The Courier News from Blytheville, Arkansas on April 7, 1950 · Page 6
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The Courier News from Blytheville, Arkansas · Page 6

Blytheville, Arkansas
Issue Date:
Friday, April 7, 1950
Page 6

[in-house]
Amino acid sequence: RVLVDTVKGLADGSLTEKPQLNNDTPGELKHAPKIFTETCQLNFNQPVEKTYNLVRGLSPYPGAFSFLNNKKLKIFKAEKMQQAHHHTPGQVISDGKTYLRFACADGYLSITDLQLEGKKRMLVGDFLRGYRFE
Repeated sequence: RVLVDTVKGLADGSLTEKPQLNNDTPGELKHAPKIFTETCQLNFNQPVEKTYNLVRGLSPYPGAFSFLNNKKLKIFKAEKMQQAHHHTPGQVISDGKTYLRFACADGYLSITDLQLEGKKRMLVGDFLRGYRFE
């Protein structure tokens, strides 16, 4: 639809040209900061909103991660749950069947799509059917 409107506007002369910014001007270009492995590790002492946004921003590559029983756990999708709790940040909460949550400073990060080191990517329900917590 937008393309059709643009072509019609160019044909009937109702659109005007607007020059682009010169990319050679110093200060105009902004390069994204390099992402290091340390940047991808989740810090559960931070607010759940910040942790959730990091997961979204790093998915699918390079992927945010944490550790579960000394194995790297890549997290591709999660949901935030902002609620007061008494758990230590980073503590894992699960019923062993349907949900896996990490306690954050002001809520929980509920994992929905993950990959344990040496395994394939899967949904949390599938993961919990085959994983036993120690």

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PAGE MX BLYTHEVILLE (ARK.)' COURIER WEWS FRIDAY, 'APRIL-VIM* Acheson and Dulles to Confer on Policy Jessup to Lead Advance Party To Europe Meet By John M. Hlghtower WASHINGTON, April 7. OP) — Secretary of State Acheson and his new Republican adviser, John Fos*ter Dulles, will meet soon to decide on the specific foreign policy problems Dulles wil tackle. This was disclosed by Acheson (last nlBht In a statement which also announced that ambassador at • large Philip C. Jessup will'lead an ^advance parly to Europe for the 'diplomatic conferences to bs held ^in London next month. . These conferences will bring together (1) Acheson, British Foreign Minister Bevln and French 'Foreign Minister Schuman for talks ! ou the Cold War strategy of the 'major western powers and (2) the foreign ministers of the 12 North Atlantic Treaty nations for an ef- .fort to broaden the practical alms of their alliance. To Strengthen Position, ' State Department officials ex- 'pressed confidence today that as a, ' result of the appointment of Dulles' ^'as Republican consul (ant to Ache- fson, the American secretary will go .into the London meetings in. a .much stronger position that seemed likely a few weeks ago. This will :be due, they. said, to what they 'called the new evidence of a deter- iihlriatlori by leaders of Hie Truman • ; administration and foreign policy /leaders of the Republican Party to run this country's foreign policy on a bipartisan basis. *•", One of the underlying fears of 'America's Cold War allies has always been the domestic political rifts or party differences over major .'foreign questions might .produce tiome sudden twist in U: S. policy »tid leave other nations out on !• limb. -'.'•••'. j Senat* Group Encouraged 1-. The Dulles appointment. encouraged the Republican Senate group -•which Senator Vandenberg . (R- Mich) has led. For "example, Senator Ives (R-NY) said he hopes tills and other appointments will mark a phase In which Democrats and Republicans join to eliminate politics from foreign affairs.' However, those' Republicans which have been most critical of the Truman foreign policy ami see It as a political issue did not appear Impressed. Senator "Watklns (R- Utah) said that' If the President "thlnfcs : he Is pleasing all the Republicans by picking Dulles,-he is mistaken." The statement 1'hich Acheson Issued last night after clearance •with President Truman showed this lineup among 'his principal 'policy Priton+rf Soy Russians 6«r;«y* U.S. Want* War to Begin Soon HOP, Germany, April 7. (^—Returning German war prisoners say that people in Russia expect an attack from the United States soon, perhaps even this year. "In Russia everyone talks of war," declared Karl Kruegler, one of the hundreds of prisoners released Irom soviet prison camps. "They seem to expect attack by America to come this year. M«iy predicted It would come this April." Another repatriated prisoner of war, Herbert Scheffrath, said "Communist propaganda has apparently succeeded in convincing the Russian population America wants war." Hundreds or German prisoners, who had been held on war crimes charges, have been arriving from Siberian work camps In the last few days. German officials said they had been notified to expect 50,000 returnees In the next two months Scientist Explains How Body Defeats ts Own Purpose in Fighting Disease OLD SCHOOL PIE—With real zest, student Herb Brannan l«ndi. a lemon cream pie square fn the face of San Francisco City College professor Maurice Powers. The prof-pasting pastrj was thrown at the Tau Chi Sigma fraternity's charity event, with the proceed! going to send underprivileged boys to summer camp. The pies, bought Irom faculty members, could be eaten or thrown at the seller. None were eaten. advisers: Jessup Is On Leave 1. Jessup, who is on leave from Columbia University, will eventually return to the university and "the subject of a possible successor Is under consideration." Whoever is chosen thus will tnke over Jessup's Utle as ambassador • at large ami his duties as a regular operating officer of the State Department.; 2. John Sherman Cooper, former Republican senator from Kentucky, Is to serve with Acheson temorarily, as consultant in connection with the forthcoming, London meetings. 3. Dulles will serve in the Stole Department as a consultant "on broad problems in the field of foreign affairs and on specific lines of action which this government should follow. It Is not planned for him to participate In the London meeting. Both Dulles and Cooper were asked to take. on their advisory assignments after Acheson, with the authorization of the President, had consulted with Senator Van- denbenj, the top Republican member of the foreign relations committee nnri Senator Conually of Texas, its Democratic chairman. The method of selection of these men bore out- the point that tneir primary function will be to present Republican ideas in policy formation:_ in the earliest stages and also to maintain close working relationships with Republican leaders in the Sennle. '. V ' Leopard to Be Used As Campaign Feature By Oklahoma Candidate London Subways Are Cleaner than Schools LONDON (tft— The air In London subways Is not so filthy as you might think. Scientists of a publi health laboratory made six rustr hour roundtrlps on one - line ant took a germ count by exposing sticky "culture plaes." They found considerably fewe. bacteria in the subway cars than they'had counted In an elementary school and In some public offices. OKLAHOMA CITY, —A leopard Is going April 7. <ff) to get Into Oklahoma's political campaign this year. ; Jack Moss, automobile dealer and Democratic candidate for Oklahoma county sheriff, will use a leopard as his main attraction In vote getting. Of course, Moss decided op the leopard mascot after the now famous leopard escaped from the Oklahoma city zoo in February and was loose three days. Moss says he will have a special cage for the leopard and take it to political rallies. The leopard Is being flown here from India. When the campaign is over Moss said he will give the animal to the Oklahoma City zoo. "Say It With Ftaweis" Blytheville FLOWER MART Memphis Hh»7 Phone CMZ CHICAGO, April 7. (*)•-Dr. Hani lye,' one of North America's lead-' researchers, yesterday described new concept of medical science —that the body's defense reaction gainst germs often kills the pa- lent instead of the germi. Dr. Selye, a leading uivestigaor if the mysteries ol adrenal gland unction, spent 14 years itudying low the body's "alarm" mechan- sm reacts to Infection, cold, heat, ihemlcals, fatigue, worry, burns tn- ury, intoxications, starvation, and other forces. He said he found they all had one thing in common—these forces made the adrenal glands above the ildneys pour chemicals Into the jlood stream. In his research, Dr. Selye theorized that stress causes drastic physical changes In the body by acting on the adrenal' glands and nervous system. Dr. Selye, who Is director of the Institute of Experimental Medicine and Survery at the University of Montreal, tald In an Interview the cause of many diseases are not known. These Include rheumatoid arthritis, high blood pressure and hardening of the arteries. Under his concept, he said, the patient could be •helped by making his body adapt lt*elf to these stresses. Medical science now Is based on the general concept that before a patient car. be cured the cause of the disease must be eliminated. He cited as one example of How a body's natural defense can be made to adapt Itself to stress—the ••'.rheumatoid arthritis and rheumatic . fever with the adrenal ...uJie cortisone, - . Dr. Selye was to describe his concept today before the Chicago Heart Association and the Chciago Medical Society. He said since the rec ent discovery of the'new hormones —Acth and cortisone—he has been Invited to discuss his Ideas ' before many medical groups In the United iold-Up Mixup . 'nded in Court BUFFALO, N. Y., April 7. ohn Kapus, driving alone at night, Idn'L like the looks of the man In he car behind.'' Kapus "was up to 57 miles an our when I finally was 'able to HOSPITA.LIZATION INSURANCE tales and Europe. stop him," p»trotei»n William R. KUu> said In traffic court. "I thought you vat * holdup man," explained K»>us, "I thought jou were t holdup man," explained Klaus. The speeding charge WM dismissed. Scottish industry 1s centered In the Edinburgh-Glasgow area. I S-100&Dortchsoy 2 We hav« a imatl quantity of thest s««d btans for sal*. , Now is th« time to have your seed beans r*ct«an«d. Our cleaner removes grass and weed seed, assuring you a clean stand of beans. Henderson-Hoover Seed Co. I Highway 61 South Phone 2860 ABOUT ATHLETE'S FOOT 2127 Prominent DntqqitH Can't B* Wrong H*'c*» what Stout •{ ParlMrtbMrc, W. very pie, tb. lint r^ter." »inK. On* c thEnr ha »l T-4-L ..» itomvr ••{d It !• yiars tbot r*v* If not » IN ONE HOUR compUtclr- plMMd. \Yrnr 4O may drag • !•**. Locally «t PUT YOUR MONEY WHERE IT BELONGS! For Savings — For Checking — For Security! The custom of hiding money in (he mattress or an old sock went out with (he horse and buggy! Today modern bvisincss is conducted wilh the indispensable, aid of the nation's banking network. v Make use of your bank. Take advantage of the many services it offers. Don't tempt fate by allowing idle cash to remain in your possession— either at home or in your place of business. To be safe, secure, sensible—deposit those dollars here! FIRST NATIONAL BANK Tht Only Hational Bank in Mississippi County MEMBER: FEDERAL RESERVE SYSTEM • FEDERAL DEPOSIT INSURANCE CORPORATION Fnw InHENKYl. JMLOR. AaCNir»or*. «v*(y Monde/ mtlnf. Look how you save with^y/fc I T has been two years now since Dyna- flow Drive* made its bow to a warmly welcoming public. And some things can be said which would have been .claims before— but now stand as cold, recorded fact. Jit's a fact, for instance, (hat the first thing you notice about Dynaflow is the bother and effort it saves. Next, it strikes home that Dynaflow savej you physically — that after long trips it leaves you less tense and tired, more relaxed at journey's end. *£<onrf<jrif on KOA n.VA STKfi, aplu on SUPKR and SPECIAL morfrfa. rMl ft tftm aft con hov« Dynaflow and . i n <f\ power, ro Out then, as the miles pile up, you begin to spot some savings you hadn't expected... You save on tires, because of the steady, even application of power. You save on clutch repair or replacement — Dynaflow eliminates the usual friction clutch. You fave on transmission mainlenance, and the rear axle expenses likely to go with it. And the way your engine is oil-cushioned against normal shocks and strains shows up in lest engirfe upkeep. JVleantime, you may well discover something very surprising indeed, if hearsay has been your guide so far. We are getting a steadily mounting number of well-satisfied letters about gasoline mileage with Dynaflow cars. The SPECIAL has shown some records little short of phenomenal. The Sui'liK is delivering mileage that compares most favorably With gearshift cars. And the ROADMASTER more than holds its own with cars of itt size and bulk. In short, there's « lot more to please your budget in the 1950 Dynaflow than its new, lower price. Refinements over the past two years result in saving* that are sizable over the life of the car. Knowing that, don't you want us to demonstrate the big side of Dynaflow—the utter smoothness of America's first drive in which oil does it all? Only Bale* has and with If yoosi SfON Fireball va/r«-m-f)*ad power in thn* «ngin*i. fN*w f-163 en 9 Fne in Sura modtli.) • NlW-fATttltN STYL. INO.vilh MULTI-GUAM) forefront,fap«r-througft itndtrt, "doubl. bubb(." laillighli • WIOt-ANOU VfSWL/Tr, cfaie-up road view both forward and bocfc * IHAffK* ' HANDY StZf, /«u ovcr-of/ fanglh for •aifor parting omf garaging, jhorf turning rorfrus • f XTMA'WfDC SCATS cradled between Hi* axltl ' SOFT MIKK MM, from a^-cofl springing, Safnrf-Rid* rimf, fow-prvicura tins, rro*** steadying torqut-lub* • WfOf AMAT Of MOMU with Soar by Fnh*r. roum Wi nirjaftl fronf «mf (I) »lt Ih, ilyfc no*», (2) *cr« on repair cotfi— vtrtttol ban atw indivfrtvaWy replait- •W« 13) CYoidl "hdiing ftomi," (fl mattt parking ond garaging «amr. // LANGSTON-McWATERS BUICK Co. WALNUT & BROADWAY TELEPHONE! 4W , Whmm bmttmr •utomohU** «rf buUt BUICK will bmlid